'Soft' Arsenal flourish when the pressure is off, says Richard Buxton
Surely this is a case of too little too late for Wenger
(Danny Welbeck 7, Alex Iwobi 42)
From the embers of a midweek malaise, Arsenal rediscovered their mojo.
Arsene Wenger's players took the fight to Everton with the freedom and swagger of legitimate English Premier League title contenders as they emerged comfortable 2-0 victors last night.
But, true to form, their latest epiphany arrived too little and too late.
Belated flourishes used to be a trademark of the Gunners of bygone days.
Indeed, they have fond memories of rising to the title challenge in the final third of the season, not least on Merseyside.
Nowadays, however, their springtime surges are only associated with preserving a top-four finish.
When the pressure is off, Arsenal manage to turn on the style.
Memories of their previous league triumph, in 2004, are becoming as hazy as the iconic smash-and-grab affair at Anfield in 1989.
Wenger cannot shake the autopsies and inquisitions which continue to plague him, especially after this likely barren campaign.
Away from the Emirates Stadium, he has seen designs of ending a 12-year wait to be crowned champions of England disintegrate again.
This victory at Goodison Park constituted only his side's third win from the previous 10 Premier League away games.
Out of the Champions League and the FA Cup and having ceded the title fight to Leicester City and arch-rivals Tottenham, the elephant in the room is no longer standing over the Frenchman's shoulder but firmly tapping on it.
Wenger has been more reminiscent of a relief teacher than "Le Professeur" in recent times.
He has become little more than a glorified caretaker, keeping Arsenal ticking over as a mandatory footnote both in the EPL and the Champions League.
Until now, that remit had been largely unchallenged, but the tide is finally turning.
Disenfranchised supporters now actively demand change in the dugout, and even after a performance as rousing as this one, they will continue.
As Arsenal's players strolled across Goodison to bask in the adulation from their travelling support, the banners were once again unfurled.
The current evidence vindicates the message that Wenger is no longer fit to lead.
Only back-to-back successes in the FA Cup had delayed the current inquiry into his tenure from taking place sooner.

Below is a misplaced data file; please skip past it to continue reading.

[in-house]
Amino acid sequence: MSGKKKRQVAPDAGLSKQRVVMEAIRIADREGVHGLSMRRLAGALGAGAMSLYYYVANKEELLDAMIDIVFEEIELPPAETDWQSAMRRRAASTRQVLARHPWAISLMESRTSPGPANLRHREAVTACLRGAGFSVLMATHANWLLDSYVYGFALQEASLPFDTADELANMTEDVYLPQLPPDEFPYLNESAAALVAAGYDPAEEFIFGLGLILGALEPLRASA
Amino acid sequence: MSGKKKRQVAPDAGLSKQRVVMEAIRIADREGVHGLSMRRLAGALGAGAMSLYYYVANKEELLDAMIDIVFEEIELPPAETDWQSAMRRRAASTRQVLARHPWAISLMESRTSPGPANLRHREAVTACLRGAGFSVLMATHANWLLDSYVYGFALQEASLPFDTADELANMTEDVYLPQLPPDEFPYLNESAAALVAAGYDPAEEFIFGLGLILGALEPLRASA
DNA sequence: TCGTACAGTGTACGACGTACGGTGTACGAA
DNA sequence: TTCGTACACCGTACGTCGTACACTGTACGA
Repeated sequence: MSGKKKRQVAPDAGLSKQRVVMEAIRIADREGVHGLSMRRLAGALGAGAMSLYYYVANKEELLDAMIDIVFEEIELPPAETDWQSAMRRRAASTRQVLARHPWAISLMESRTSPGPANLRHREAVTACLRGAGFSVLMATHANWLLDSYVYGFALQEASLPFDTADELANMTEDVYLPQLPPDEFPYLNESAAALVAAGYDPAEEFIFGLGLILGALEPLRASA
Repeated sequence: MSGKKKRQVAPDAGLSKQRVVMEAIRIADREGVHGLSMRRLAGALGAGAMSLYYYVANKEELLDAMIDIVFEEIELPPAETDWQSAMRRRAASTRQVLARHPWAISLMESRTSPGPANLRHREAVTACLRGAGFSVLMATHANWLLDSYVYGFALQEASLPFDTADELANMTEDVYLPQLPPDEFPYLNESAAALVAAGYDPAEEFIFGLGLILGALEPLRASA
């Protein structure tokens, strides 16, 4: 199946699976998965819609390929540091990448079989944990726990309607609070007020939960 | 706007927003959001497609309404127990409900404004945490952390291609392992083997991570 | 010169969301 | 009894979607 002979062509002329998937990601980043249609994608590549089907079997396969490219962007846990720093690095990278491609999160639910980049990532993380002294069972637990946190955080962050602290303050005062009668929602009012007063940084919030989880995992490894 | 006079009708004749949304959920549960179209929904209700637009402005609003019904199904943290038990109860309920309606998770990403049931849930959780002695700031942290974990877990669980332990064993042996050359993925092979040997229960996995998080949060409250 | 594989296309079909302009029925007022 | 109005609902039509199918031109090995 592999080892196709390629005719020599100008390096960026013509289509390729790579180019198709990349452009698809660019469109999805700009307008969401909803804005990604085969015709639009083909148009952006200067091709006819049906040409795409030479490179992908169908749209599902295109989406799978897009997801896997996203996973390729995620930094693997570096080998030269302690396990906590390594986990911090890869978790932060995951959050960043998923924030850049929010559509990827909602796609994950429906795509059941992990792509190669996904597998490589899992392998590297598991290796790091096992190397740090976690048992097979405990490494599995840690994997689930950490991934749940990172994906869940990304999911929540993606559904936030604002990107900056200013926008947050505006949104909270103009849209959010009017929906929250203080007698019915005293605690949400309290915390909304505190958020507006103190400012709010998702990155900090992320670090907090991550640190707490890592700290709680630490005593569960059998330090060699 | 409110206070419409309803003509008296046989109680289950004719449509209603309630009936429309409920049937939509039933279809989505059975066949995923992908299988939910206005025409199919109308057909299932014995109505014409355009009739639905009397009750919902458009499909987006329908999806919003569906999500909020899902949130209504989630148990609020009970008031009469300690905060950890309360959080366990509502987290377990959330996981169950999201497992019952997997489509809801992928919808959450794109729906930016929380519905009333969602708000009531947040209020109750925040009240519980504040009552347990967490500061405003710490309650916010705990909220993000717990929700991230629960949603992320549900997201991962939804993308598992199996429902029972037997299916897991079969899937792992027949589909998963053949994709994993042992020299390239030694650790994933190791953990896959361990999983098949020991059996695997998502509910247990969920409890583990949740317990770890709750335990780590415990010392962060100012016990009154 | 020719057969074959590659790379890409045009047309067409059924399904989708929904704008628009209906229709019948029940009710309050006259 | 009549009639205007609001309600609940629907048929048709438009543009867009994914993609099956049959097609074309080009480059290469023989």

There are only so many times Arsenal can allow themselves to be embarrassed by the likes of Barcelona and Bayern Munich while being forced to play catch-up to Leicester on the home front - a battle they look increasingly destined to lose.
Once a pioneer of English football, Wenger is now its elder statesman.
Against a backdrop of new-found challenges from their free-spending challengers and unlikely usurpers to their former throne, he has failed to truly adapt to the altering parameters.
Forward thinking is now what Arsenal require, not continually harking back to yesteryear.
Morale-boosting victories cannot stop a rot that has festered for close to a decade in north London.
But that is not enough to stop some Gunners fans (above) from calling for manager Arsene Wenger’s head. PHOTOS: REUTERS
It’s not bad. I enjoyed the moment. but I’m happy that the team won. That’s the positive. That’s what we’re going to take into the next game. We’re all confident in training. Even though we had a difficult week, we’re trying to put that aside and concentrate on the league.
- Alex Iwobi on his first goal for Arsenal
The character of my players was questioned. We know if we don’t win today we were out of it. I think it was a mental test for the side. I am not masochistic enough to consider us out. Mathematically we have a chance and (have) a game in hand at home. We are not the flavour of the week but if we don’t believe, no one will do it for us.
- Arsenal manager Arsene Wenger
Today was a one-off. I don’t think we were ourselves... We didn’t really turn up in terms of intensity. I haven’t seen us play that badly this season.
-Everton manager Roberto Martinez